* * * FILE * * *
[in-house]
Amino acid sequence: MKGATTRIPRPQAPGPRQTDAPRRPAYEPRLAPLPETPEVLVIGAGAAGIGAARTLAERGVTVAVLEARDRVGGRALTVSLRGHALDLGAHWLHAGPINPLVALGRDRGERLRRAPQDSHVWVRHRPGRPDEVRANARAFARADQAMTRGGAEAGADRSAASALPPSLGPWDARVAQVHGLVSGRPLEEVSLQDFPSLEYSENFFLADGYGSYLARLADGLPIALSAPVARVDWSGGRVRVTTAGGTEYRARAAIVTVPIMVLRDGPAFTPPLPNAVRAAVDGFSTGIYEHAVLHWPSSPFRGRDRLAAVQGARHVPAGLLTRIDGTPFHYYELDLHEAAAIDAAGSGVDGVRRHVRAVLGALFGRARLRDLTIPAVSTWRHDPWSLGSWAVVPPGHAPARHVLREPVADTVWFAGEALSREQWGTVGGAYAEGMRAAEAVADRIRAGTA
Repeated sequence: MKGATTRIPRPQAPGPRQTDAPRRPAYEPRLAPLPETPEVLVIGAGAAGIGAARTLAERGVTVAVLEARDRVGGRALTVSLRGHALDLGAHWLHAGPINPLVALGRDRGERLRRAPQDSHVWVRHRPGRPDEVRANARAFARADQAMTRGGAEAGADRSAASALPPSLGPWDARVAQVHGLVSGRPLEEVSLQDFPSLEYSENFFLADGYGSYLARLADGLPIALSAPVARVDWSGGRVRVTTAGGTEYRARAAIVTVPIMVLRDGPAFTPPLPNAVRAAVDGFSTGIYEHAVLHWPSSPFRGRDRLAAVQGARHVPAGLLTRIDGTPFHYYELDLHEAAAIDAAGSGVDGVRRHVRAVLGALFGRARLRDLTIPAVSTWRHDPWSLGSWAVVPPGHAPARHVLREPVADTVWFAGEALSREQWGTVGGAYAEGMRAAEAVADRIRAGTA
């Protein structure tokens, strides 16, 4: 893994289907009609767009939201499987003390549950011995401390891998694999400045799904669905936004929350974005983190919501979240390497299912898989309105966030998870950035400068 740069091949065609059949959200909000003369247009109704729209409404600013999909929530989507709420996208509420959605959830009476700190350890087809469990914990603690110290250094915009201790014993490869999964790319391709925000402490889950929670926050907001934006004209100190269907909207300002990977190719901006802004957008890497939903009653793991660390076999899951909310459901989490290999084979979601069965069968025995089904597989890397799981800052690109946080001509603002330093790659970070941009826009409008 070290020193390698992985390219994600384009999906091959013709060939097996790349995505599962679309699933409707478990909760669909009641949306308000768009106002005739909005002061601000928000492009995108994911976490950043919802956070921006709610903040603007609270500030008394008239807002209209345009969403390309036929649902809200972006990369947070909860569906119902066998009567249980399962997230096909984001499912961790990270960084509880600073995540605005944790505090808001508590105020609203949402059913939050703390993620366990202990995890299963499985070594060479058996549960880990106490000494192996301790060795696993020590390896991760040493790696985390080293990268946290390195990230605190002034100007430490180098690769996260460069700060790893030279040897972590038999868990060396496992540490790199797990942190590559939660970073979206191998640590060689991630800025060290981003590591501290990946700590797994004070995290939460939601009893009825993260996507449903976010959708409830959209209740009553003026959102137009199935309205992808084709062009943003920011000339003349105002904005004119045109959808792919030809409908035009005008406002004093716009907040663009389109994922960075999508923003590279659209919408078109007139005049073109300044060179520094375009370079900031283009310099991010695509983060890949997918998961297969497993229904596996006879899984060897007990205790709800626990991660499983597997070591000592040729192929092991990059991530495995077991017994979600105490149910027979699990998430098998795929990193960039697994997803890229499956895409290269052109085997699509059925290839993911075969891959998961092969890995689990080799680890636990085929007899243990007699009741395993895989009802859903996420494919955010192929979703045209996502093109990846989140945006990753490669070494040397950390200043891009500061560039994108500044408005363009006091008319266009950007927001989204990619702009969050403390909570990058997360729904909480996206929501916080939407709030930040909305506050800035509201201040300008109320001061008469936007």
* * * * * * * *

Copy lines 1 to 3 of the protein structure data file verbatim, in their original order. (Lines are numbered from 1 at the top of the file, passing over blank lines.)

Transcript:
[in-house]
Amino acid sequence: MKGATTRIPRPQAPGPRQTDAPRRPAYEPRLAPLPETPEVLVIGAGAAGIGAARTLAERGVTVAVLEARDRVGGRALTVSLRGHALDLGAHWLHAGPINPLVALGRDRGERLRRAPQDSHVWVRHRPGRPDEVRANARAFARADQAMTRGGAEAGADRSAASALPPSLGPWDARVAQVHGLVSGRPLEEVSLQDFPSLEYSENFFLADGYGSYLARLADGLPIALSAPVARVDWSGGRVRVTTAGGTEYRARAAIVTVPIMVLRDGPAFTPPLPNAVRAAVDGFSTGIYEHAVLHWPSSPFRGRDRLAAVQGARHVPAGLLTRIDGTPFHYYELDLHEAAAIDAAGSGVDGVRRHVRAVLGALFGRARLRDLTIPAVSTWRHDPWSLGSWAVVPPGHAPARHVLREPVADTVWFAGEALSREQWGTVGGAYAEGMRAAEAVADRIRAGTA
Repeated sequence: MKGATTRIPRPQAPGPRQTDAPRRPAYEPRLAPLPETPEVLVIGAGAAGIGAARTLAERGVTVAVLEARDRVGGRALTVSLRGHALDLGAHWLHAGPINPLVALGRDRGERLRRAPQDSHVWVRHRPGRPDEVRANARAFARADQAMTRGGAEAGADRSAASALPPSLGPWDARVAQVHGLVSGRPLEEVSLQDFPSLEYSENFFLADGYGSYLARLADGLPIALSAPVARVDWSGGRVRVTTAGGTEYRARAAIVTVPIMVLRDGPAFTPPLPNAVRAAVDGFSTGIYEHAVLHWPSSPFRGRDRLAAVQGARHVPAGLLTRIDGTPFHYYELDLHEAAAIDAAGSGVDGVRRHVRAVLGALFGRARLRDLTIPAVSTWRHDPWSLGSWAVVPPGHAPARHVLREPVADTVWFAGEALSREQWGTVGGAYAEGMRAAEAVADRIRAGTA